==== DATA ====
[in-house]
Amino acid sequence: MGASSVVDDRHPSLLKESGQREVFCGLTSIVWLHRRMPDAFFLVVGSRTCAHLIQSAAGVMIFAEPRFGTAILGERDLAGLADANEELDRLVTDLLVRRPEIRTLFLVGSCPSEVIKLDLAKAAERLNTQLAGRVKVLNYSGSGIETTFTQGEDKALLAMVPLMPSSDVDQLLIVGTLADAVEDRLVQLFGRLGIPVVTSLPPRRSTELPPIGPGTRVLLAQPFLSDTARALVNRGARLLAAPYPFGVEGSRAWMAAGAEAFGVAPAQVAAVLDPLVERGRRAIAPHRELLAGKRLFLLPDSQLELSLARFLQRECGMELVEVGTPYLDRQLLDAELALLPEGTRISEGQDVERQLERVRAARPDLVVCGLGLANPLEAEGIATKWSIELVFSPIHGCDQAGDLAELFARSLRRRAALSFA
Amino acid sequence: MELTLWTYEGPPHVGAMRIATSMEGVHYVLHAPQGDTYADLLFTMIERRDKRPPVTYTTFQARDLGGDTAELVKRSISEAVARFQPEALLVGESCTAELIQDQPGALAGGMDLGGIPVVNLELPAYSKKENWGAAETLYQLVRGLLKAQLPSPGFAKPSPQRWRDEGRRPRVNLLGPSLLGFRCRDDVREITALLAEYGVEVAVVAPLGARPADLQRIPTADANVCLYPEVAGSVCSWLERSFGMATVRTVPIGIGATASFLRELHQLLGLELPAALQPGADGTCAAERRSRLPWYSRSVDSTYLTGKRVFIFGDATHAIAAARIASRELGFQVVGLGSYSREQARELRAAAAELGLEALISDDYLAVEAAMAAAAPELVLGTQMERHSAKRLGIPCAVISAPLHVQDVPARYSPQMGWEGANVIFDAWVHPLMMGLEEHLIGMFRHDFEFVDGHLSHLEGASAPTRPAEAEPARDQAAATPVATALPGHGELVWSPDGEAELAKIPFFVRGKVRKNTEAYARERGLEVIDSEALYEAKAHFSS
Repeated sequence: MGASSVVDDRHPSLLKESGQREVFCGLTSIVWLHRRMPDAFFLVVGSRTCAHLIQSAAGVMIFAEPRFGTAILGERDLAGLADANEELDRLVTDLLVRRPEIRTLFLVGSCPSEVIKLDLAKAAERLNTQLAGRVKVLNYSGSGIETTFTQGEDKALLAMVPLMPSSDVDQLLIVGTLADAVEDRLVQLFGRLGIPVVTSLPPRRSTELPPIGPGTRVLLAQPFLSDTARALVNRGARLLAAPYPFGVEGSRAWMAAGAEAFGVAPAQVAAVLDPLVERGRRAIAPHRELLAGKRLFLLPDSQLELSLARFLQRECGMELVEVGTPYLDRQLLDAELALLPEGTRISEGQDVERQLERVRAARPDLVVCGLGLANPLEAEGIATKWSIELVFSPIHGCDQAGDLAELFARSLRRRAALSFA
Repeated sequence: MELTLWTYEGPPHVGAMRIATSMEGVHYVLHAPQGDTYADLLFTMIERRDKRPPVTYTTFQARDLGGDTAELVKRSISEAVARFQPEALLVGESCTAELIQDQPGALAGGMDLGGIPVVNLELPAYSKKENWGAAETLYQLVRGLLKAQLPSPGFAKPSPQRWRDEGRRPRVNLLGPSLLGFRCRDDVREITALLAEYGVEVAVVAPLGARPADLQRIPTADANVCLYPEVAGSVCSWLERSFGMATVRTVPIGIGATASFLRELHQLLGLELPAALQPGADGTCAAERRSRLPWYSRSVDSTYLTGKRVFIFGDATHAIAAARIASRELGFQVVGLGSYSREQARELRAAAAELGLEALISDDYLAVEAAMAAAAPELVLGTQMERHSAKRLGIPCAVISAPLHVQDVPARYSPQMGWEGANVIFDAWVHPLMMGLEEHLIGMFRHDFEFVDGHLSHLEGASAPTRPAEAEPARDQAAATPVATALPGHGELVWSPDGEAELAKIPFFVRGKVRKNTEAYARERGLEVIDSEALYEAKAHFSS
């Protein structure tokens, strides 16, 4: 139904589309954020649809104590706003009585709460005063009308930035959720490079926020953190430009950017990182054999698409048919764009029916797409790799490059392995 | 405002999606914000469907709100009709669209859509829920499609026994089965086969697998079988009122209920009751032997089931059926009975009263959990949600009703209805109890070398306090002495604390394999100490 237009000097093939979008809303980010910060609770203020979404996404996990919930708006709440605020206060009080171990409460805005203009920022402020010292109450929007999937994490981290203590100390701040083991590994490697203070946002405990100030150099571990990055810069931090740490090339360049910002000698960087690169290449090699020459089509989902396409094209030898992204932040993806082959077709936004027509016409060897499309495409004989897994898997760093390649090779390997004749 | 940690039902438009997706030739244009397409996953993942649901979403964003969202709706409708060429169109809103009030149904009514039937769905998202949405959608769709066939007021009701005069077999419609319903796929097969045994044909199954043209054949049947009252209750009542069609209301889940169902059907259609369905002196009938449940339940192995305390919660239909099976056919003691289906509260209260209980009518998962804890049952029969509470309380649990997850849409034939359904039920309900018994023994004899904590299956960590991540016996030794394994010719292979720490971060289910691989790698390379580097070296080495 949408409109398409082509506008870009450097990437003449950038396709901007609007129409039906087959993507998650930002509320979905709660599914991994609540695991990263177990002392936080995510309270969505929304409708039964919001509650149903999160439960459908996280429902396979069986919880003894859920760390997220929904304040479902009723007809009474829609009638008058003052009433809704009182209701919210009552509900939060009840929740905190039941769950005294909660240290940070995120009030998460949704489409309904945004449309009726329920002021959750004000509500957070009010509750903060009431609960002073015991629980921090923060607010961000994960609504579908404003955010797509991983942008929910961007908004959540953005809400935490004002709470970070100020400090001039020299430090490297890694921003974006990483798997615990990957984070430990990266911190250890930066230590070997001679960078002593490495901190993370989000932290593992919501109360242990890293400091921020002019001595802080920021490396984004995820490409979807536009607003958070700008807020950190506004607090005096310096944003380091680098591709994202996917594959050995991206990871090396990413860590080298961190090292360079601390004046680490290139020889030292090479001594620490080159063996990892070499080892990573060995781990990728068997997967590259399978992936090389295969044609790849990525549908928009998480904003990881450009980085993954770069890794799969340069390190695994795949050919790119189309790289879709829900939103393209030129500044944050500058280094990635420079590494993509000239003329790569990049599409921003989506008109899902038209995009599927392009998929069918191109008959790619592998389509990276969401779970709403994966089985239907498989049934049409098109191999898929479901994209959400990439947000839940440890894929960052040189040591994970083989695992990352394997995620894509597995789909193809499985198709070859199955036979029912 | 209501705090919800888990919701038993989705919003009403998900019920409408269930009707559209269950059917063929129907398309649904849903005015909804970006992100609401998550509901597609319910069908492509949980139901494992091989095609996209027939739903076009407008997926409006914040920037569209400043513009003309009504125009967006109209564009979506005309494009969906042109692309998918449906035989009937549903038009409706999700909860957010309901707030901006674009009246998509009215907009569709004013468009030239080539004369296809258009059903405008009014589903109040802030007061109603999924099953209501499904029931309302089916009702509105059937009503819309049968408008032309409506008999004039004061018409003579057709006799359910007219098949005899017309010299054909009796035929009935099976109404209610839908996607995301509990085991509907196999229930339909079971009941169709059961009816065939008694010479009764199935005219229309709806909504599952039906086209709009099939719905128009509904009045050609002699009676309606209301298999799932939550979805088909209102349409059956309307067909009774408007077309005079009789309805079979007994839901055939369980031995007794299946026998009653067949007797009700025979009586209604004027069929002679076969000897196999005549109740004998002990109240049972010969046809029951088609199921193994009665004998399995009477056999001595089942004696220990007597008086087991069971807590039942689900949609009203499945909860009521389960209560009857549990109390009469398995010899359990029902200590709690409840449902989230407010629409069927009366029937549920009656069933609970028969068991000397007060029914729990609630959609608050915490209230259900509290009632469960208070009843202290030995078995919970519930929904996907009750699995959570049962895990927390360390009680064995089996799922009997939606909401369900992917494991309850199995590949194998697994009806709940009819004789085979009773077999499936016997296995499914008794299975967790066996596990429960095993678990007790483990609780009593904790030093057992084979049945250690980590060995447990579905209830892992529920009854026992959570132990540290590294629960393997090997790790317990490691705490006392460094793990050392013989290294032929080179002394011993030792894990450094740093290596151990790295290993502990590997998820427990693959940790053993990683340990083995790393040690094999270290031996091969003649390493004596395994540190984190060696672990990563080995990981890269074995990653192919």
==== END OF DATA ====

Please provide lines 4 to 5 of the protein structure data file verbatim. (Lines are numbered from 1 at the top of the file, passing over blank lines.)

Repeated sequence: MGASSVVDDRHPSLLKESGQREVFCGLTSIVWLHRRMPDAFFLVVGSRTCAHLIQSAAGVMIFAEPRFGTAILGERDLAGLADANEELDRLVTDLLVRRPEIRTLFLVGSCPSEVIKLDLAKAAERLNTQLAGRVKVLNYSGSGIETTFTQGEDKALLAMVPLMPSSDVDQLLIVGTLADAVEDRLVQLFGRLGIPVVTSLPPRRSTELPPIGPGTRVLLAQPFLSDTARALVNRGARLLAAPYPFGVEGSRAWMAAGAEAFGVAPAQVAAVLDPLVERGRRAIAPHRELLAGKRLFLLPDSQLELSLARFLQRECGMELVEVGTPYLDRQLLDAELALLPEGTRISEGQDVERQLERVRAARPDLVVCGLGLANPLEAEGIATKWSIELVFSPIHGCDQAGDLAELFARSLRRRAALSFA
Repeated sequence: MELTLWTYEGPPHVGAMRIATSMEGVHYVLHAPQGDTYADLLFTMIERRDKRPPVTYTTFQARDLGGDTAELVKRSISEAVARFQPEALLVGESCTAELIQDQPGALAGGMDLGGIPVVNLELPAYSKKENWGAAETLYQLVRGLLKAQLPSPGFAKPSPQRWRDEGRRPRVNLLGPSLLGFRCRDDVREITALLAEYGVEVAVVAPLGARPADLQRIPTADANVCLYPEVAGSVCSWLERSFGMATVRTVPIGIGATASFLRELHQLLGLELPAALQPGADGTCAAERRSRLPWYSRSVDSTYLTGKRVFIFGDATHAIAAARIASRELGFQVVGLGSYSREQARELRAAAAELGLEALISDDYLAVEAAMAAAAPELVLGTQMERHSAKRLGIPCAVISAPLHVQDVPARYSPQMGWEGANVIFDAWVHPLMMGLEEHLIGMFRHDFEFVDGHLSHLEGASAPTRPAEAEPARDQAAATPVATALPGHGELVWSPDGEAELAKIPFFVRGKVRKNTEAYARERGLEVIDSEALYEAKAHFSS